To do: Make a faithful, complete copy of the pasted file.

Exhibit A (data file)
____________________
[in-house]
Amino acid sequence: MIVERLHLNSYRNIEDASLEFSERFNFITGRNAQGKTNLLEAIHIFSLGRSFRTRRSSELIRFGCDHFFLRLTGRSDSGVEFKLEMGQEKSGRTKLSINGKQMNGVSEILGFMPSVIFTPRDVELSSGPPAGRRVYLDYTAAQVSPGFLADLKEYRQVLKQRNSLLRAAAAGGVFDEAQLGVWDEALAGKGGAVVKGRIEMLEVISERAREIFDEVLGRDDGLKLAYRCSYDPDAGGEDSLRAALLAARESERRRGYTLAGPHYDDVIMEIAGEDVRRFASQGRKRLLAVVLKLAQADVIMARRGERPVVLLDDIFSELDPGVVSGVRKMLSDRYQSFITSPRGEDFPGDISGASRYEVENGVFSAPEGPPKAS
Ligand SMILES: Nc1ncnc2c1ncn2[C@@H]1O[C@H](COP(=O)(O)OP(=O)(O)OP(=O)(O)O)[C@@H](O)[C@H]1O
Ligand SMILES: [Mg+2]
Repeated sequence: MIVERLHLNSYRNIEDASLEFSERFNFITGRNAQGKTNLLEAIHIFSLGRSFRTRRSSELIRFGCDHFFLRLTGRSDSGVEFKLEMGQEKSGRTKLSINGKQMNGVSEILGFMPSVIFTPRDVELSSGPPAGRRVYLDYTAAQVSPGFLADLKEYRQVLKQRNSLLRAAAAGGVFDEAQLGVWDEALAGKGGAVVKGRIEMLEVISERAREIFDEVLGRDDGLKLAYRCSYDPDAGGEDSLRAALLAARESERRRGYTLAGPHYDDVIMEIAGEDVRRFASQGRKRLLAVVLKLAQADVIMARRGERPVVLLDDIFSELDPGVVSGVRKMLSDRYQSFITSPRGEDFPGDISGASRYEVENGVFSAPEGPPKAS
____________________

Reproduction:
[in-house]
Amino acid sequence: MIVERLHLNSYRNIEDASLEFSERFNFITGRNAQGKTNLLEAIHIFSLGRSFRTRRSSELIRFGCDHFFLRLTGRSDSGVEFKLEMGQEKSGRTKLSINGKQMNGVSEILGFMPSVIFTPRDVELSSGPPAGRRVYLDYTAAQVSPGFLADLKEYRQVLKQRNSLLRAAAAGGVFDEAQLGVWDEALAGKGGAVVKGRIEMLEVISERAREIFDEVLGRDDGLKLAYRCSYDPDAGGEDSLRAALLAARESERRRGYTLAGPHYDDVIMEIAGEDVRRFASQGRKRLLAVVLKLAQADVIMARRGERPVVLLDDIFSELDPGVVSGVRKMLSDRYQSFITSPRGEDFPGDISGASRYEVENGVFSAPEGPPKAS
Ligand SMILES: Nc1ncnc2c1ncn2[C@@H]1O[C@H](COP(=O)(O)OP(=O)(O)OP(=O)(O)O)[C@@H](O)[C@H]1O
Ligand SMILES: [Mg+2]
Repeated sequence: MIVERLHLNSYRNIEDASLEFSERFNFITGRNAQGKTNLLEAIHIFSLGRSFRTRRSSELIRFGCDHFFLRLTGRSDSGVEFKLEMGQEKSGRTKLSINGKQMNGVSEILGFMPSVIFTPRDVELSSGPPAGRRVYLDYTAAQVSPGFLADLKEYRQVLKQRNSLLRAAAAGGVFDEAQLGVWDEALAGKGGAVVKGRIEMLEVISERAREIFDEVLGRDDGLKLAYRCSYDPDAGGEDSLRAALLAARESERRRGYTLAGPHYDDVIMEIAGEDVRRFASQGRKRLLAVVLKLAQADVIMARRGERPVVLLDDIFSELDPGVVSGVRKMLSDRYQSFITSPRGEDFPGDISGASRYEVENGVFSAPEGPPKAS